Make Sure Your Payroll is as Good as your Pork Belly

When I saw in the news this week that the team behind Michael’s Genuine Food and Drink settled a class action wage and hour lawsuit for nearly half a million dollars, I had two thoughts. The first was about how truly unbelievable the pork belly at that place is. Perfectly crisp in a sweet and sour kimchi glaze, it is truly one of my favorite South Florida restaurant dishes. I lingered on that first thought a while and wished my office was closer to the Design District mainstay.

The second thought I had was that this case would be a good subject for the brand new Hyman & Lewis blog, because the lawsuit Michael’s Genuine found itself embroiled in is a great example of how even a well-run operation can face exposure from the tricky contours of the Fair Labor Standards Act (“FLSA”). The class of plaintiffs in the suit consisted of sixty employees of the restaurant who asserted that the restaurant failed to properly handle tips paid to servers and failed to pay tipped employees appropriate overtime wages. The settlement means that the specifics and accuracy of these claims won’t be fleshed out in a court of law, so I won’t speculate about what the restaurant did or didn’t do wrong. Instead, I’ll take the opportunity to provide a few “tips” for employers to stay on the right side of the FLSA with respect to tipped employees.

I often hear people say that minimum wage is lower for waiters and waitresses because they earn tips. That’s not entirely accurate. State minimum wage (and overtime) requirements apply equally to tipped and untipped employees, but an employer can claim a “tip credit” for money that servers earn in tips. The amount of the tip credit is set by state law, and some don’t allow it all. In Florida it is $3.02 per hour. So for example, with Florida’s minimum wage of $8.05 per hour, an employer can pay servers and other tipped employees $5.03 per hour in wages IF AND ONLY IF the employee has earned enough in tips that their take-home pay equates to at least $8.05 per hour when added to the portion paid by the employer.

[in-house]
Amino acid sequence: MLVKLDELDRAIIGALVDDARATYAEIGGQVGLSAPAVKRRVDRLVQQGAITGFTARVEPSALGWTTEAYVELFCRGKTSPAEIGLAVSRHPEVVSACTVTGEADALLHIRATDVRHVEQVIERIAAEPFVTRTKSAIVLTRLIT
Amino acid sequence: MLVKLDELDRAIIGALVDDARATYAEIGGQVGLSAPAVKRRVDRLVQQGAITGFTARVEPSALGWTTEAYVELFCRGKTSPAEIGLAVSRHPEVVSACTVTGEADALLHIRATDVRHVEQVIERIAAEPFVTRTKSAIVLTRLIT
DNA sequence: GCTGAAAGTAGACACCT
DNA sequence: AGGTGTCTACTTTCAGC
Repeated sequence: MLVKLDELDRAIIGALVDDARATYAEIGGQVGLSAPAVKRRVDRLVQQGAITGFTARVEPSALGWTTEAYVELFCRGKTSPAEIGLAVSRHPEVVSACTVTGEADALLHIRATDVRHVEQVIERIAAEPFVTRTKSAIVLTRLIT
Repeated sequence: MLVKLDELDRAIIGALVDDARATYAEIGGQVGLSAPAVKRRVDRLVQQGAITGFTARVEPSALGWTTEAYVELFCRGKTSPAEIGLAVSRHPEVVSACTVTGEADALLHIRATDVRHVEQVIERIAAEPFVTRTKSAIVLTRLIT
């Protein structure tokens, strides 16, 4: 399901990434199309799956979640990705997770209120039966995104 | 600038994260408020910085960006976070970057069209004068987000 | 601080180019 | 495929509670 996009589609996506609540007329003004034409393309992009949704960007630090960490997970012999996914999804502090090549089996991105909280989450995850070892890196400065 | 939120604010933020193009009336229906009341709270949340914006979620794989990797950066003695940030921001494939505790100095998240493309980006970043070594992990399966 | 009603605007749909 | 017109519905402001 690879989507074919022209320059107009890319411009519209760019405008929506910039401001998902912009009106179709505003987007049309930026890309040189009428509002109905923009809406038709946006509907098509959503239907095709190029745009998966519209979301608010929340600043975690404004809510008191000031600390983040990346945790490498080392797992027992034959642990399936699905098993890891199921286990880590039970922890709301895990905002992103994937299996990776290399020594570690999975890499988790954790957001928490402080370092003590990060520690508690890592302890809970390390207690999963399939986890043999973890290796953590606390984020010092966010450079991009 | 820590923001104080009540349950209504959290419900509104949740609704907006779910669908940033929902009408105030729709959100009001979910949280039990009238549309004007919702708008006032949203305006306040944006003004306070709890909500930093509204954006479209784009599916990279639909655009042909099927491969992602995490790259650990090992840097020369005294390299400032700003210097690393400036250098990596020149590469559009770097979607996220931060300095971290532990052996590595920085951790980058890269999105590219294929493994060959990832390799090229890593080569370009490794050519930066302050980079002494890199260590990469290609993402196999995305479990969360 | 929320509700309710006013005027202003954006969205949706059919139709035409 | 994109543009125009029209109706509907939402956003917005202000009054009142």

For employees who work more than forty hours in a week, Florida’s overtime minimum wage is $12.80, but the same tip credit applies. So employers claiming the tip credit must pay at least $9.78 per hour for overtime AND ensure the employee makes enough in tips that their take-home pay adds up to $12.80 per hour. To be clear, it is not OK to pay employees $5.03 per hour for overtime work, even if their wages with tips add more than $12.80 per hour. No, it’s also not OK to pay employees $7.54 (5.03 x 1.5) for overtime work.

When tips are paid by credit card, employers are allowed to deduct up to 2% from the tips to reimburse costs for credit card processing, BUT they can only do this if the deduction does not bring the employee below minimum wage. Also, they can only do this if they are actually charged 2% for card processing. They can’t make any “processing” deduction for cash tips.

Tip pooling arrangements are another hugely problematic and poorly defined area of FLSA. Many cases involving failure to pay minimum wage claims arise as a result of employees’ tips being redistributed so the tipped employee earns less than the hourly minimum wage. Even if everyone is paid minimum wage, employers can still run afoul of FLSA by including employees who don’t customarily receive tips in the tip pool. This week, the 9th Circuit Court of Appeals issued a ruling against the Wynn Casino in Las Vegas, holding that the casino improperly divvied up tips to kitchen staff and casino floor supervisors. The 9th Circuit held that this was improper even though the casino paid all its employees more than the minimum wage and wasn’t claiming any tip credits. There was also an allegation in the Michael’s Genuine lawsuit that money was taken from the tip pool and improperly allocated to cover lost and broken inventory. The common thread of these cases is that, minimum wage issues aside, tips are the property of the tipped employees and can’t be allocated by employers for other purposes.

Every employer should regularly audit their payroll to ensure they’re properly complying with wage and hour law, but it is especially important for those in the hospitality and restaurant industries. If you have questions regarding tip pooling, tip credits or restaurant payroll, consult with qualified legal counsel and make a small investment in shoring up your process to avoid large liability exposure down the line.

If you have questions regarding the Fair Labor Standards Act (“FLSA”), or another employment issue, please contact us.

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